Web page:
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Pentagon Says Weapon Program Costs are Falling

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Morning Coffee is a robust blend of links to news around the internet concerning the Naval Air Station Patuxent River economic community. The opinions expressed here do not necessarily reflect those of the Leader’s owners or staff.Morning Coffee logo

Weapon program costs are falling for nearly 70 percent of weapon programs, valued at $1.6 trillion, reports Defense One. The trends in more detail in DoD’s just released, annual Selected Acquisition Reports, include: EA-18G Growler Aircraft– program costs increased $1.5 billion; MQ-4C Triton Unmanned Aircraft System – program costs decreased $1 billion; and MQ-8 Fire Scout Unmanned Aircraft System – program costs decreased $631.2 million. DoD’s annual report showed a nearly 2 percent drop in the cost of the 2,457 F-35 jets on order, reports Reuters.

The aircraft carrier Ford’s cost stabilized ​at $13 billion, letting Navy ​concentrate on other features such as the jet car track for the Advanced Arresting Gear (AAG)  and testing the Electromagnetic Aircraft Launch System (EMALS), reports Breaking Defense.

The Hill reports: The Senate Budget Committee, voting down party lines, boosted the war-fund budget to $96 billion, matching the House GOP budget. Sen. Bernie Sanders (I-VT), potential 2016 presidential contender and ranking member of the Senate Budget Committee, will offer an amendment to that GOP budget to tax millionaires to finance military operations. On the House side, Rep. Charles Rangel (D-NY) is re-introducing legislation to reinstate a military draft and impose a “war tax” on everyone, so Americans “feel the burden” of ongoing military operations against Islamic militants.

Reps. Glenn Thompson (R-PA) and Tim Ryan (D-OH) introduced late last week “The Medical Evaluation Parity for Service Members Act” requiring mental health assessments of military recruits, reports The Hill, to identify behavioral issues early before they manifest into serious psychological problems like Post-Traumatic Stress Disorder.

The JSF’s fusion of data collection, designed to improve a pilot’s awareness of the battle-space, is testing a new software patch to allow each pilot in a multi-ship formation to view the  same threat picture, reports Aviation Week. Janes.com reports, Lockheed is developing a pod-mounted cyber-attack system for the F-35.

Efforts to deter computer attacks against the US aren’t working, says head of  the U.S. Cyber Command​, ADM Michael S. Rogers, “We’re at a tiping point,”  The Washington Post quotes,  “We need to think about: How do we increase our capacity on the offensive side to get to that point of deterrence?”​ ADM Rogers’ testimony to the  Senate Armed Services Committee, likens the importance of deterrence to the Cold War’s nuclear weapon build-up, in part reading, “Building these nuclear forces and the policy and support structures around them took time and did not cause a nuclear war or make the world less safe. On the contrary, it made deterrence  predictable, helped to lower tensions, and ultimately facilitated arms control negotiations.”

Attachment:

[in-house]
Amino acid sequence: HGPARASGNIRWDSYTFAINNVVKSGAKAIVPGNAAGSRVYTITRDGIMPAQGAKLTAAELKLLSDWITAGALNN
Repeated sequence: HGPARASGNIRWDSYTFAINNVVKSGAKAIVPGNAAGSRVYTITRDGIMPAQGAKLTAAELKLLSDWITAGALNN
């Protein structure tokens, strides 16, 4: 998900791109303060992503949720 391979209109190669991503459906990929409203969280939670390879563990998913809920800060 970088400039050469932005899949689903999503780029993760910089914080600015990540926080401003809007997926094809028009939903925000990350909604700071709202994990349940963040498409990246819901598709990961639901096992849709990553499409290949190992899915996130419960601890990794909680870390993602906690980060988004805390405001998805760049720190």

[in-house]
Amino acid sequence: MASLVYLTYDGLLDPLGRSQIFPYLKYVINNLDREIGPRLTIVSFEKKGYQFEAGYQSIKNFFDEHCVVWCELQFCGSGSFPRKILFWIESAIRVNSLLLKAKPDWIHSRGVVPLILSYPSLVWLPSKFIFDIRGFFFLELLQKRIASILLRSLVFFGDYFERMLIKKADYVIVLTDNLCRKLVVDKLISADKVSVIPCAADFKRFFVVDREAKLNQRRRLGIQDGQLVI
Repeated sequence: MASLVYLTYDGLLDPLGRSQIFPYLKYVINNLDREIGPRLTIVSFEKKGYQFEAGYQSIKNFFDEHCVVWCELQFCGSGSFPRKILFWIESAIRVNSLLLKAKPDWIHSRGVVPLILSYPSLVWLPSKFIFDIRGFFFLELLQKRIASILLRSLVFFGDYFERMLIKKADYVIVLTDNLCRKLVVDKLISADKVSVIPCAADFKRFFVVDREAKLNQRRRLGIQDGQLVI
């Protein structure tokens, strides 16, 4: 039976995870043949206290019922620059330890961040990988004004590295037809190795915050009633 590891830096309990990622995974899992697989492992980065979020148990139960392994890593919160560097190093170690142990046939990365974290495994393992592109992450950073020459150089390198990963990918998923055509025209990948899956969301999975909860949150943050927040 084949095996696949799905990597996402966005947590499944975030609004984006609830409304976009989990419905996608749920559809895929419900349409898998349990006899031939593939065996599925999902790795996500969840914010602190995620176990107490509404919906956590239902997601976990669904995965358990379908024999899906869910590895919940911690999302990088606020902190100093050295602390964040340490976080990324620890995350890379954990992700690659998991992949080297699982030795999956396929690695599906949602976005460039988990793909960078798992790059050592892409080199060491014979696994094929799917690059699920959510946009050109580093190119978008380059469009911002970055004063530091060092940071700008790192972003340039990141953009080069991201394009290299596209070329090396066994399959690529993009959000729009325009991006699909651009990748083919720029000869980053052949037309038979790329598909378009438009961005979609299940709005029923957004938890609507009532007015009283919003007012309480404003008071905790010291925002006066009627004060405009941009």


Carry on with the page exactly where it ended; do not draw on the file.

Unmanned aircraft, the Administration’s weapon of choice, have killed more than 500 suspected terrorist leaders since 9/11, reports USA Today, noting that the technique is favored at home to avoid boots on the ground, but is considered aggression in much of the rest of the world.

The Army is destroying the US’s last cache of chemical weapons,  2,600 tons of mustard agent,  at Pueblo Chemical Depot in southern Colorado, reports PilotOnline.com.

Crowd sourced commercial aircraft surveillance now covers 80 percent of the world’s landmass, Aviation Week reports on the Swedish  company that stumbled upon the growing business of surveillance networking. Kinetic Avionics Automatic Dependent Surveillance-Broadcast (ADS-B)  has 6,200 receivers, and is adding 50 more a week. The company is now working on ways to cover the oceans.

After threatening to take its unmanned vehicle research out-of-country, the FAA last week granted Amazon an experimental airworthiness certificate, which requires Amazon fly its drones only during the day, within 400 feet of the ground and within sight of an operator who has a traditional pilot’s license, reports Bloomberg Business.

URS Federal Services Inc., Germantown, Maryland, is being awarded a $6,636,797 cost-plus-fixed-fee contract for program management services in support of the Broad Area Maritime Surveillance-Demonstrator Program Office. Work will be performed in Germantown, Maryland (75 percent), and Patuxent River, Maryland (25 percent), and is expected to be completed in March 2016. Fiscal 2015 operations and maintenance (Navy) funds in the amount of $5,600,000 are being obligated on this award, all of which will expire at the end of the current fiscal year. This contract was not competitively procured pursuant 10 U.S.C. 2304(c)(1). The Naval Air Warfare Center Aircraft Division, Patuxent River, Maryland, is the contracting activity (N00421-15-C-0020).

 

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